Paul White tries out a Joemeek product that, for once, isn't entirely green — but finds there's still a lot for the competition to envy.
It sometimes appears as though Joemeek just think up names, then design products to fit them, but I'm assured that's not the case. Take the JM47 Meekrophone for example: a silly name, sure enough, but Ted Fletcher has been experimenting with microphone design for around 30 years, so it was always on the cards that he'd put one into production. The JM47 Meekrophone comes in a custom aluminium camera case with a mic cable and a serious metal shockmount. It's also available as part of the TrakPak, a bundle combining the mic and accessories with a Joemeek VC3 Pro Channel voice channel and a mains power supply for the VC3. The VC3 is a 1U, half‑rack‑width preamp, built around a mic/line input stage with a separate Mix input allowing a further line‑level input to be combined with the main signal source. The signal then feeds a Joemeek optical compressor, followed by a flexible enhancer. As we reviewed this latest version of the VC3 in the June issue of Sound On Sound, I'll concentrate on the JM47 microphone.
As with a number of low cost capacitor microphones, the Meekrophone is manufactured in China, but, in this instance, to Ted Fletcher's specifications. This particular model features a large, true‑capacitor cardioid capsule with a sputtered gold mylar diaphragm and combines an FET preamp with a transformer output stage. The capsule uses traditional centre‑electrode construction — Ted Fletcher explains that the policy of technology‑sharing within the former communist bloc enabled the Chinese to make use of technology originally developed in Germany by certain well‑known mic companies. A novel feature of the electronic circuitry used in this microphone is the use of dynamic feedback at the capsule element to reduce distortion.
Mechanically, the mic is tough and neatly assembled, with the electronics mounted on two glass‑fibre PCBs bolted to the chassis. The components are good‑quality without being esoteric, and the output transformer is integral with the balanced XLR output connector. The housing is machined from brass, and the whole mic is finished in what looks like a black powder coating with the JM47 logo boldly printed in the familiar green. The shape of the mic is, let's just say 'classic', with smooth‑operating slide switches which operate a 10dB pad and a low‑cut filter (the shelving frequency of which is not specified).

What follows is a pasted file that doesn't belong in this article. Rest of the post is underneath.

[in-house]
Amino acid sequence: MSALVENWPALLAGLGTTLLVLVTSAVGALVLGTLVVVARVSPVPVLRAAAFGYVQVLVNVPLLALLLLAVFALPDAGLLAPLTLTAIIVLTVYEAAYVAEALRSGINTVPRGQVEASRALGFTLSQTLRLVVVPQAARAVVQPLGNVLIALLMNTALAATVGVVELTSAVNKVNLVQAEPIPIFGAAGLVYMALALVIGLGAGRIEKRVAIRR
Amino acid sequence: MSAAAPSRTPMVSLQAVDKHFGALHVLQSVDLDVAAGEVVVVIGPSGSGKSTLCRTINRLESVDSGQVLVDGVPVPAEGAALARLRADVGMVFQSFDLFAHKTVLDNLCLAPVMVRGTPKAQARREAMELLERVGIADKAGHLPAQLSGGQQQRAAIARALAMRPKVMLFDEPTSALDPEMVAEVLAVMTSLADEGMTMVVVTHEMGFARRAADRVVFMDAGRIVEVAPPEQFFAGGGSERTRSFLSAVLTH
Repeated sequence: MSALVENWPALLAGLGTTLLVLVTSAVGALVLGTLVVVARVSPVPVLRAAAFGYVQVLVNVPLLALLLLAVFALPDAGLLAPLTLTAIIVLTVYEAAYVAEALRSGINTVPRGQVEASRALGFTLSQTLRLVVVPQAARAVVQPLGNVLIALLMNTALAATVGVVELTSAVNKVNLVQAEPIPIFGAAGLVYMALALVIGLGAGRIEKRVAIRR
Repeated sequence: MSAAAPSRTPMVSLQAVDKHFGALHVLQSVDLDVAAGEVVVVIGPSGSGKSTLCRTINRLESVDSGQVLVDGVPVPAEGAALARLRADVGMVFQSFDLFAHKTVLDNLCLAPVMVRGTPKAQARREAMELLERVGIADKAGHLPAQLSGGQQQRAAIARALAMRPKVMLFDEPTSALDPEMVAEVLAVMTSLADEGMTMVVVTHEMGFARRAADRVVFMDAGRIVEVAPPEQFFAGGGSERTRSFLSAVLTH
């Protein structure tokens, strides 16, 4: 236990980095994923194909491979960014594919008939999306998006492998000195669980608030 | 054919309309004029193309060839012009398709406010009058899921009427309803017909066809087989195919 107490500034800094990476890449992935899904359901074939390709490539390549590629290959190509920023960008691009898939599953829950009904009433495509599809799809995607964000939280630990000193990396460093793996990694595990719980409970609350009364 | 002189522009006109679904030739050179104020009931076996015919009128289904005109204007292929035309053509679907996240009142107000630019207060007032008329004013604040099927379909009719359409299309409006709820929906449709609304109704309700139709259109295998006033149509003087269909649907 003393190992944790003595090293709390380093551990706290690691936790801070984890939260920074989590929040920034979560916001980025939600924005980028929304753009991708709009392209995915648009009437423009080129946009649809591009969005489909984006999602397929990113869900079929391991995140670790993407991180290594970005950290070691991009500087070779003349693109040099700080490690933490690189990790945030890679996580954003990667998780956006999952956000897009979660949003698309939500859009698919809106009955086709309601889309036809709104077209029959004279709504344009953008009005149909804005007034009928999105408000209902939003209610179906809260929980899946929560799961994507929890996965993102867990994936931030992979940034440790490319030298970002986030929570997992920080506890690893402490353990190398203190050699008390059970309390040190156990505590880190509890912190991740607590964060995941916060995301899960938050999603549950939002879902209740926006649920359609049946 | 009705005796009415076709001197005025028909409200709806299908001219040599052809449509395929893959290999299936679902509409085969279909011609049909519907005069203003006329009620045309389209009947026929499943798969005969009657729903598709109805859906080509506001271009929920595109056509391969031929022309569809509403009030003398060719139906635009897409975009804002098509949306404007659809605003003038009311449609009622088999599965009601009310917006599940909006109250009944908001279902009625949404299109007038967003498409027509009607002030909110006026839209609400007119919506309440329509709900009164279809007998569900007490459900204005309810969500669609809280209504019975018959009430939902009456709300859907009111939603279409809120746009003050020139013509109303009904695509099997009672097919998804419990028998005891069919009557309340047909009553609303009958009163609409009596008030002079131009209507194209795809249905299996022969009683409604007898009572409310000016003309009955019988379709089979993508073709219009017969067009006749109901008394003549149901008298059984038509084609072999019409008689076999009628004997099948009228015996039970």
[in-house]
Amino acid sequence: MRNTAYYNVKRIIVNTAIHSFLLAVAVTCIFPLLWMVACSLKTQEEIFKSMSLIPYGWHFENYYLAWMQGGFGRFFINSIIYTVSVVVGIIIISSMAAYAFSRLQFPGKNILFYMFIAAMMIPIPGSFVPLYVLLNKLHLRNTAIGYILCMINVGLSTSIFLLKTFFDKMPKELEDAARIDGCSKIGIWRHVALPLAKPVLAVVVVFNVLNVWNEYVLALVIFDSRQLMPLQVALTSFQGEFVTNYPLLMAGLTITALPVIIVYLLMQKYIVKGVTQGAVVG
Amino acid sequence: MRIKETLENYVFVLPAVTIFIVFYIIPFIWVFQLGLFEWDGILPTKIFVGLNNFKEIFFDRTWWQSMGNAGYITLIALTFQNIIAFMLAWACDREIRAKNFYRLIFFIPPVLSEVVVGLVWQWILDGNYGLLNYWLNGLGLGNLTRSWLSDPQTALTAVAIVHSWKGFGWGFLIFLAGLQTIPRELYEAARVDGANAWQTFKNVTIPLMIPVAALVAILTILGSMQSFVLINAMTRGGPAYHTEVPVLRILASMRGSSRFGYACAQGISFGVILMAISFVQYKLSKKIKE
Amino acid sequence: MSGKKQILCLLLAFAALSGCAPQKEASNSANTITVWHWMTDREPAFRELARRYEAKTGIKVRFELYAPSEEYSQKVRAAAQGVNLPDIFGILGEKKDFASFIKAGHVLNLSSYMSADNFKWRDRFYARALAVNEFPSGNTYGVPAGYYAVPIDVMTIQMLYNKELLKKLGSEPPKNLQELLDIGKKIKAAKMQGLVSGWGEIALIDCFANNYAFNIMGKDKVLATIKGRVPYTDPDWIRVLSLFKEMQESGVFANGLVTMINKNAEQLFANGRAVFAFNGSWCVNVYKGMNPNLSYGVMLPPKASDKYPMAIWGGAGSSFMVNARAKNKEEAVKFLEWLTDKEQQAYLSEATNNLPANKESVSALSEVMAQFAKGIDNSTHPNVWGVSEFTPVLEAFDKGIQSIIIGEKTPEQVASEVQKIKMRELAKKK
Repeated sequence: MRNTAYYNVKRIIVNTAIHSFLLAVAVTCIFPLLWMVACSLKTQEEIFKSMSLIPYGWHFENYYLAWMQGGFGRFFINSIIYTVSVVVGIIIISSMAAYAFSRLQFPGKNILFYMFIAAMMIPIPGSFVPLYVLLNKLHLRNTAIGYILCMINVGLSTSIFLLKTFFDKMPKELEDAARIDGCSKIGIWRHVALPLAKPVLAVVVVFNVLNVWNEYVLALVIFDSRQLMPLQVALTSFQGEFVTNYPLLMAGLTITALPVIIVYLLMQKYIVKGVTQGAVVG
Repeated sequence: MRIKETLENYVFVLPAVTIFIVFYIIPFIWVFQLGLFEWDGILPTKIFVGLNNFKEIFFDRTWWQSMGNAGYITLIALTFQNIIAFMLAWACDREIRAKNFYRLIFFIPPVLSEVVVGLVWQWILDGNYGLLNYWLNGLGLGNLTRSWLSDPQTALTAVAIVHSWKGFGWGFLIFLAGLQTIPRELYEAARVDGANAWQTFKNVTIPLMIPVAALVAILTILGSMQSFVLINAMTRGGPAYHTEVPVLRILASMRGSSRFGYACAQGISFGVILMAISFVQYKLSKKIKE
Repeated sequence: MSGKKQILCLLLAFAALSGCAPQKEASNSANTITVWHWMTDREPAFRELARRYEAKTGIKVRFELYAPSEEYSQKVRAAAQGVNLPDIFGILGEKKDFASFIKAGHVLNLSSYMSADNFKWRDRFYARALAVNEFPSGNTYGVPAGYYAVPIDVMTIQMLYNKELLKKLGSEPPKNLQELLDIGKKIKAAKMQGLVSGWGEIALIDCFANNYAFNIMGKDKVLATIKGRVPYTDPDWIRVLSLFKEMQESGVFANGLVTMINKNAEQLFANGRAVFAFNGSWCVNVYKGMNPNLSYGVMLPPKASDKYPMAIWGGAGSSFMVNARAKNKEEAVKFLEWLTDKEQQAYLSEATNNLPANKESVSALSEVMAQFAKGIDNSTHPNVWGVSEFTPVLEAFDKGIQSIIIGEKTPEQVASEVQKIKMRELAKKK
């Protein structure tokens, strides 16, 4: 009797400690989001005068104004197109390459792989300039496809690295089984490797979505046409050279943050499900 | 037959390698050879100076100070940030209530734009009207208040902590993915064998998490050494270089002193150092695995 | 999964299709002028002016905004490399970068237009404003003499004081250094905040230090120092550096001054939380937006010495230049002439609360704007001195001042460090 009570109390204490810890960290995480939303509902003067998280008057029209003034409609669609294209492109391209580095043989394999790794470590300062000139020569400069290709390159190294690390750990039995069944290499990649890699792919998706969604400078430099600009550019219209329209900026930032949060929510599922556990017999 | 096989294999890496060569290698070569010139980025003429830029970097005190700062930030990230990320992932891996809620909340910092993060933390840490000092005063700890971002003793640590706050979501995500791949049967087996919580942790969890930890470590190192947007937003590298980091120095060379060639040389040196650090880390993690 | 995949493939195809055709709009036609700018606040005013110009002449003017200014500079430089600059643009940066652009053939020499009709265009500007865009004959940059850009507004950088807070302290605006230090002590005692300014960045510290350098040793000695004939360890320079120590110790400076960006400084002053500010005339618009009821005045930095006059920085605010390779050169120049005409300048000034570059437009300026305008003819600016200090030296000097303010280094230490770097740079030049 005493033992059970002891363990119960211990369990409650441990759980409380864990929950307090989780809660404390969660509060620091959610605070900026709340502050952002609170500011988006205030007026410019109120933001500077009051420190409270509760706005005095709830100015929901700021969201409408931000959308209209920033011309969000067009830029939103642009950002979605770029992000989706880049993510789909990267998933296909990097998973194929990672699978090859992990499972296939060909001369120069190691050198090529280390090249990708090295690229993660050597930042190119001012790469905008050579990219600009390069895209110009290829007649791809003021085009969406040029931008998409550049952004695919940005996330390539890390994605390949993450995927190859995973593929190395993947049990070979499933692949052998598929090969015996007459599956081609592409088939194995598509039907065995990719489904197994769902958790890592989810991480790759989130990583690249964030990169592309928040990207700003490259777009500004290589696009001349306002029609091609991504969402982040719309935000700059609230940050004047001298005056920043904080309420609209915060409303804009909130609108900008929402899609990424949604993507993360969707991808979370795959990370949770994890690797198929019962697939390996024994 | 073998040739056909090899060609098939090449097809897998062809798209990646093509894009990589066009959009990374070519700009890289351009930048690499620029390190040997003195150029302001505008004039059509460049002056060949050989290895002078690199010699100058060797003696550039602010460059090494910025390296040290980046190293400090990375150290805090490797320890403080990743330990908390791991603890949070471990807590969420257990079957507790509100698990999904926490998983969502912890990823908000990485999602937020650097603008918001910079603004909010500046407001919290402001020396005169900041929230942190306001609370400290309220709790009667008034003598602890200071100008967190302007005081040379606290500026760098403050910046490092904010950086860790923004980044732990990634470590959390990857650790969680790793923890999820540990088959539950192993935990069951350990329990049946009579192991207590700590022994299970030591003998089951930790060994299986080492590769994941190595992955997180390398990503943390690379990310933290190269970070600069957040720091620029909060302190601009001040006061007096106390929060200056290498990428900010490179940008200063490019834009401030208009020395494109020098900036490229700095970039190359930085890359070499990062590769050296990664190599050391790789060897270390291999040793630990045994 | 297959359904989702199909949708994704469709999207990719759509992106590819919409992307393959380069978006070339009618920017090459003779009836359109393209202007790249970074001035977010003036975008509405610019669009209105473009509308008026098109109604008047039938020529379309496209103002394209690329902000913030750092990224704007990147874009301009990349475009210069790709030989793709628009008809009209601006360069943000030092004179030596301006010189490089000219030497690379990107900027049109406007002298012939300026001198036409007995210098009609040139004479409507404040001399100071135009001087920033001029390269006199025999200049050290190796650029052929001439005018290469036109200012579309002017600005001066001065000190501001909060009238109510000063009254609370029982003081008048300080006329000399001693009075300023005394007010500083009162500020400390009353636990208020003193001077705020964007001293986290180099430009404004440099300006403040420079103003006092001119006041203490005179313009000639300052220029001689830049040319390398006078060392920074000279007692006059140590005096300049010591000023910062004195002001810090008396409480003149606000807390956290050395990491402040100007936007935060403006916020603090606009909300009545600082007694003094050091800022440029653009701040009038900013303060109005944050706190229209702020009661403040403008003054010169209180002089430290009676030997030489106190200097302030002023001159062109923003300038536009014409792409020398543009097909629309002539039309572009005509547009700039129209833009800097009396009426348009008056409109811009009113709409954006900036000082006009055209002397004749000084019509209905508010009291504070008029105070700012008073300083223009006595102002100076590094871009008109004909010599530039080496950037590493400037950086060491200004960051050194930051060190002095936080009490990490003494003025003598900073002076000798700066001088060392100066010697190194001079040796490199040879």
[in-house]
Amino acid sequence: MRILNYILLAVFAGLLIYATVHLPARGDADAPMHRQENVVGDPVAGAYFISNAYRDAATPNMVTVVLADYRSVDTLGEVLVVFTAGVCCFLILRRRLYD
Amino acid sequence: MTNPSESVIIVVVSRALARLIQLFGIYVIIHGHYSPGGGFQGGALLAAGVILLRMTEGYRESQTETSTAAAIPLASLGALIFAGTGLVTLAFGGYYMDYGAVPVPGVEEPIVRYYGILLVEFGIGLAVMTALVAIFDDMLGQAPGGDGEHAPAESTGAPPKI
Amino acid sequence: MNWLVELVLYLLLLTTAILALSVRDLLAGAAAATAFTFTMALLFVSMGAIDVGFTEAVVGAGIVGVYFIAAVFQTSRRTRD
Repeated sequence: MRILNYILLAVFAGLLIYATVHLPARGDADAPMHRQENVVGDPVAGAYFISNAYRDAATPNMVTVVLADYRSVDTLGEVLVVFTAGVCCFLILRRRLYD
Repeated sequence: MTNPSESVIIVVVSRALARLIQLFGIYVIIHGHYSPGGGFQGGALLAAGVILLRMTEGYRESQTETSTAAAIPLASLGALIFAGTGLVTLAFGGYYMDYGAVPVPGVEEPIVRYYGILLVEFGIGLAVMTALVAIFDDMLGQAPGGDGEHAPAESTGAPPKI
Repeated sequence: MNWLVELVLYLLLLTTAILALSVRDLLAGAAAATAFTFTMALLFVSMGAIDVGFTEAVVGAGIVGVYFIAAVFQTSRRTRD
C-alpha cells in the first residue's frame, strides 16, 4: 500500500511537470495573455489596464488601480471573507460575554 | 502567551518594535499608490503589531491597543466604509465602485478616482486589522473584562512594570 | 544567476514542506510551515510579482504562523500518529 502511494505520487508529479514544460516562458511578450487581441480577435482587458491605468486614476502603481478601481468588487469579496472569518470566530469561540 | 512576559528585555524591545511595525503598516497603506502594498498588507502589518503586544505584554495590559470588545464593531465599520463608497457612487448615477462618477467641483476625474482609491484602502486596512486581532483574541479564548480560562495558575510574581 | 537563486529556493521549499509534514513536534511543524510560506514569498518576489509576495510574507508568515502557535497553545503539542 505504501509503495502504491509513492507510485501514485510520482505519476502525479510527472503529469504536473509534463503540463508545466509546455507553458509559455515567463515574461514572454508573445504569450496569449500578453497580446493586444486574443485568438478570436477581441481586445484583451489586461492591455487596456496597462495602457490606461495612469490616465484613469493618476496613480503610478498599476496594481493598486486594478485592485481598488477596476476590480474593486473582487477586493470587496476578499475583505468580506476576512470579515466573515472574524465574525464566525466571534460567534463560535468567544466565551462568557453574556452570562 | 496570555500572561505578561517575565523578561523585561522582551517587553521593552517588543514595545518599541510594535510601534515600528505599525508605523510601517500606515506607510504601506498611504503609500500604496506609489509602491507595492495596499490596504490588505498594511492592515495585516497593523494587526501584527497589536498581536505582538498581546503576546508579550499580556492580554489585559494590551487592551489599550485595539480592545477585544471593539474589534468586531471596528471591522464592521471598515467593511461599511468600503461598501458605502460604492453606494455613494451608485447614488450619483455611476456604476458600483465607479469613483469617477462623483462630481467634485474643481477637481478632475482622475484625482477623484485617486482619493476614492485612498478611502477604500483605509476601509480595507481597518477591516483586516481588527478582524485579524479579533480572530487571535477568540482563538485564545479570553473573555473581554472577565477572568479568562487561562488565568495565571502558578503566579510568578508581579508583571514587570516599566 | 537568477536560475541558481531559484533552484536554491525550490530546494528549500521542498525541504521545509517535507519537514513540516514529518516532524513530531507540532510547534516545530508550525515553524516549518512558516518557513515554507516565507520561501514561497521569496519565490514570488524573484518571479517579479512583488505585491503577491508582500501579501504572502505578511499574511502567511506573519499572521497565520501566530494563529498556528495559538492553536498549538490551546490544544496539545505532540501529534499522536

I tested this mic side by side with a Rode NT1, as they're in the same price bracket and have very similar capsules. The sensitivity of the two mics is almost identical, and on first hearing they're also quite similar tonally, though prolonged testing shows up subtle differences, no doubt due mainly to the differences in the electronic design. Tested with both voice and electric guitar, the NT1 seemed to have a slightly 'bigger' sound, while the JM47 Meekrophone sounded just a hint crisper and more controlled. Both attributes are useful in different situations, so it's not really possible to say that one or other is the best, and in most 'normal' applications, both can produce excellent results. Either way, the JM47 has the essential smooth, open quality of a good capacitor microphone and I'd have no qualms using it for just about any task other than close drum miking (I wouldn't trust the drummer not to hit it!). The shockmount is a snug fit, and the supplied lead is of good quality.
At the asking price, both the mic itself and the TrakPak are excellent value. The latter is particularly impressive, including as it does a good capacitor mic, a very flattering‑sounding preamp/compressor and a secure shockmount. Everything fits snugly into the supplied foam‑lined camera case, and even though the VC3 uses a wall‑wart power supply and doesn't fit into a standard full‑width rack, it's actually a really nice mic channel with a great‑sounding compressor. The mic is generally comparable with the Rode NT1 as regards build quality and sound quality, though as pointed out in the review, there are subtle tonal differences. It's certainly an excellent mic at the price and it's one you won't grow out of.
- Capsule: Cardioid Capacitor.
- Preamp: FET with transformer output.
- Frequency Response: Nominally flat from 20Hz to 20kHz.
- Sensitivity: ‑36dB nominal.
- Output impedance: 200Ω balanced.
- Signal‑to‑noise ratio: 74dB.
- Dynamic range: 126dB.
- Attractively priced.
- The JM47 mic is sturdily engineered and sounds much classier than its price might suggest it should.
- TrakPak includes a great‑sounding, very low‑cost mic/line preamp.
- Shockmount and cables included, along with a good case.
- I don't think any real criticisms can be levelled at this package given the very attractive price, though I still hate wall‑wart power supplies!
The Meekrophone is a good‑sounding capacitor mic that represents excellent value, while the optional TrakPak provides a one‑box‑solution mic and mic preamp kit suitable for almost all hard disk and traditional recording applications.